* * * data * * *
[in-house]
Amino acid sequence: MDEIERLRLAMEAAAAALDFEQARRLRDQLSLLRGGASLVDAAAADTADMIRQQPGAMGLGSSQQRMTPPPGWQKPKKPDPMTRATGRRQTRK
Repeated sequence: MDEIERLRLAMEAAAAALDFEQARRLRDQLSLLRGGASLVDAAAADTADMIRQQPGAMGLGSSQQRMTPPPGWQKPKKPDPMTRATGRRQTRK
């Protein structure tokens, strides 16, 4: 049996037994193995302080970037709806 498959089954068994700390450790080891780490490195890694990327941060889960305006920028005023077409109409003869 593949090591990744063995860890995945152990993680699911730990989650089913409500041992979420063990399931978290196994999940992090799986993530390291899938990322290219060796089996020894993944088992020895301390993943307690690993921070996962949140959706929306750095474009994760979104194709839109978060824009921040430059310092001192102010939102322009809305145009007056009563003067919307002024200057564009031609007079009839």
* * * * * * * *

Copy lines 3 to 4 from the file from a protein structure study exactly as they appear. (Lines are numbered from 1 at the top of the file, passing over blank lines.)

Repeated sequence: MDEIERLRLAMEAAAAALDFEQARRLRDQLSLLRGGASLVDAAAADTADMIRQQPGAMGLGSSQQRMTPPPGWQKPKKPDPMTRATGRRQTRK
């Protein structure tokens, strides 16, 4: 049996037994193995302080970037709806 498959089954068994700390450790080891780490490195890694990327941060889960305006920028005023077409109409003869 593949090591990744063995860890995945152990993680699911730990989650089913409500041992979420063990399931978290196994999940992090799986993530390291899938990322290219060796089996020894993944088992020895301390993943307690690993921070996962949140959706929306750095474009994760979104194709839109978060824009921040430059310092001192102010939102322009809305145009007056009563003067919307002024200057564009031609007079009839």